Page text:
Based on your advice, I will try to come up with a decent recipe which hopefully we can fine-tune to perfection together. :)

Thanks in advance for your advice!

wayneb
03-21-2008, 01:03 PM
Hi yaeyama! Welcome to "Gotmead?"!! Your questions are pretty common ones for new meadmakers. One of the first things I'd suggest is that you check out the Newbee's Guide, which will not only answer most of what you've asked, but also jump-start your knowledge base and get you up to speed with current meadmaking process and technique. Check it out here. (http://www.gotmead.com/index.php?option=com_content&task=view&id=27&Itemid=437)

wayneb
03-21-2008, 01:58 PM
Additionally, I would recommend against the step-feeding approach that you have outlined in your post. Step-feeding a yeast culture will repeatedly place the colony under stress, which will eventually cause the yeast to permanently poop-out, but during the "feast or famine" periods leading up to culture termination, will cause the yeast to create fermentation byproducts in addition to the desired ethanol, and will add funky flavors to the mead that may take months to years to age out... if ever.

It is much better for yeast viability to pick a yeast strain that will "top out" at a predicted ethanol tolerance near your desired final ABV, then mix your must to finish dry near that target value, then either stabilize the mead chemically (metabisulfate and sorbate) or by repeated rackings, perhaps coupled with cold-crashing, to eliminate all viable yeast.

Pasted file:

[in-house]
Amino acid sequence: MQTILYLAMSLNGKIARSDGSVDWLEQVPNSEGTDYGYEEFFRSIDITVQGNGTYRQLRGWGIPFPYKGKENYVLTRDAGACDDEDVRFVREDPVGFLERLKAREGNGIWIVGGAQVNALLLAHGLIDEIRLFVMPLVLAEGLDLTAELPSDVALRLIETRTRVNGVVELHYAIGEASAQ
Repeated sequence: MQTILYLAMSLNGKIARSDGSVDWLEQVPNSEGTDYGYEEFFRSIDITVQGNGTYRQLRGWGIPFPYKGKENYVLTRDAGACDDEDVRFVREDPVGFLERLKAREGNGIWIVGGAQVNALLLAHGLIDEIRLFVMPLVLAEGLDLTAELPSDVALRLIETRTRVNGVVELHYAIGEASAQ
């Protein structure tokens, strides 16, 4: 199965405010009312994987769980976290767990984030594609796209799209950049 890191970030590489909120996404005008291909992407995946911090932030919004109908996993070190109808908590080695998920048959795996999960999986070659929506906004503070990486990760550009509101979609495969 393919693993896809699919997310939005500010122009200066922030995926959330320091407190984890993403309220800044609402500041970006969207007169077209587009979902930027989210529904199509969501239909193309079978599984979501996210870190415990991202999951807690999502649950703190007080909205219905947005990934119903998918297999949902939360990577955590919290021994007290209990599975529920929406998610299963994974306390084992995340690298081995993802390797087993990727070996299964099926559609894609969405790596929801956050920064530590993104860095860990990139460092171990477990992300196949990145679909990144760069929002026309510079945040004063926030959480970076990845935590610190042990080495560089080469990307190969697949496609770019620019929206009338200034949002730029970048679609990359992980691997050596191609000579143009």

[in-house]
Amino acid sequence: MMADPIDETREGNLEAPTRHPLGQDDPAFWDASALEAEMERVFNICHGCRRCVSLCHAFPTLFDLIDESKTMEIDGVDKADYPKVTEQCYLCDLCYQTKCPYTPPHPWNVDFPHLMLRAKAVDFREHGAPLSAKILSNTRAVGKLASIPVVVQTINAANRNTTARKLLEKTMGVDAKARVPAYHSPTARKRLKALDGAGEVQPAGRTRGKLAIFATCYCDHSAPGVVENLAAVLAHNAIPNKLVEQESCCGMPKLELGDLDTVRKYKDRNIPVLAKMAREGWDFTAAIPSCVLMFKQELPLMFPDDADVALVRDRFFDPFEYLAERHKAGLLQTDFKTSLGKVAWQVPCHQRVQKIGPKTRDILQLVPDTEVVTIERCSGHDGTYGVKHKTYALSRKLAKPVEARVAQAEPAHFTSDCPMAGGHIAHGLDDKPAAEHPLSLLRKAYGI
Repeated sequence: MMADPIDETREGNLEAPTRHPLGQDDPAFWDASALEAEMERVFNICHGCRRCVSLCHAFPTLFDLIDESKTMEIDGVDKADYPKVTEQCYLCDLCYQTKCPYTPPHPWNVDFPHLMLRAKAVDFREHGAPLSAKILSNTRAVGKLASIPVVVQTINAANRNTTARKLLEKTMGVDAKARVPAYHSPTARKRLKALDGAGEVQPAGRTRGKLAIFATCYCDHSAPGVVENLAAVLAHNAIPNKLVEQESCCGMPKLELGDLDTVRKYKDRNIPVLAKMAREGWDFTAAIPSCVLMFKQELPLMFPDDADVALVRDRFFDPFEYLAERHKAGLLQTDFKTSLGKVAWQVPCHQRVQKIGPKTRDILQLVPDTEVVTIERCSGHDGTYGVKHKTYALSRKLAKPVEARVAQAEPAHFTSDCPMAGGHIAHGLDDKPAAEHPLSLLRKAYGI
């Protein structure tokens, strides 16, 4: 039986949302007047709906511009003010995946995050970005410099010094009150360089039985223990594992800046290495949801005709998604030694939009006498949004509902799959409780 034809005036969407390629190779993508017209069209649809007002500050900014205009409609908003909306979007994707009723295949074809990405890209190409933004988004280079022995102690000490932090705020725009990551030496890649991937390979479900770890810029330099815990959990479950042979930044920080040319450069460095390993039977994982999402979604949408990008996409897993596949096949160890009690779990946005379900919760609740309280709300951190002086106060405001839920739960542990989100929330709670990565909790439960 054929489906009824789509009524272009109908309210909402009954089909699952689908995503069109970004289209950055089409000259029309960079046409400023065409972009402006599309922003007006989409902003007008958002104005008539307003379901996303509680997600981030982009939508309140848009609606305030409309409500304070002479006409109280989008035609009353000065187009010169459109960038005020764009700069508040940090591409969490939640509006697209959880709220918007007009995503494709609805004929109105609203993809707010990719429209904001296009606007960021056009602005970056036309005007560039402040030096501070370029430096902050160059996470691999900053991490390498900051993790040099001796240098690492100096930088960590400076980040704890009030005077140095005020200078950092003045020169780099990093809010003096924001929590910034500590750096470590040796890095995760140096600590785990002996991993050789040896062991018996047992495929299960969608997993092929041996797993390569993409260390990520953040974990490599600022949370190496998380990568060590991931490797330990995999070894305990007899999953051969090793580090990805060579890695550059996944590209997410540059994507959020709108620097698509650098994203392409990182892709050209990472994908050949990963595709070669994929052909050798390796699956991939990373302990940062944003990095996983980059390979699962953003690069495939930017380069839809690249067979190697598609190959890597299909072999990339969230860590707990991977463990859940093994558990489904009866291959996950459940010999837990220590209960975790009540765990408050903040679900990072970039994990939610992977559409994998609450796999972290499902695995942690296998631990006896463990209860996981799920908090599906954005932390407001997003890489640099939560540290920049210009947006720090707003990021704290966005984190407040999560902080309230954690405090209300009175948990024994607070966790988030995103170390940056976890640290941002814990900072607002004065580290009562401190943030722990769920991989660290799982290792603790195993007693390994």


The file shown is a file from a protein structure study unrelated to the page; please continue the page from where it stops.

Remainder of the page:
The non-chemical approach takes longer and involves more rackings before you are sure the mead is stable enough to backsweeten and to bottle, but to end up with the best possible mead from any batch, multiple rackings to ensure all undesired components have precipitated out is a good thing anyway.

Medsen Fey
03-21-2008, 02:47 PM
Welcome yaeyama!

You might want to start with a proven recipe - Ancient Joe's No-Age Sweet Mead (http://www.gotmead.com/index.php?option=com_rapidrecipe&page=viewrecipe&recipe_id=119&Itemid=6) might be a good one. Just because it is ready quickly doesn't mean you can't age it.

If you want a sweet mead, I would not use EC-1118 for yeast. It is a strong fermenter and will consume all the sugar you give it up to about 18% ABV. If you happen to step feed it, you may push it over 20%, (and it will require long aging). To keep a sweet mead, ICV-D47, or 71B may be better choices, as they die at the alcohol tolerance you are shooting for. If you give them a little more sugar than their tolerance at the beginning, it will leave you with sweet mead when they die off naturally.

Temperature swings are not good for long term aging - consistency is probably more important than if the temp is a little higher than ideal - aging at 28C is too high.

I salute you for planning to age something so long. That takes great patience and commitment. There are several patrons that have started "Leap Year" Meads. Our plan is to age them for 4 years and arrange a bottle swap in 2012. This way we can taste several variations of aged mead. There's still room to join in. A side note - Oskaar's recipes in the patron's area are amazing - more than worth the nominal fee.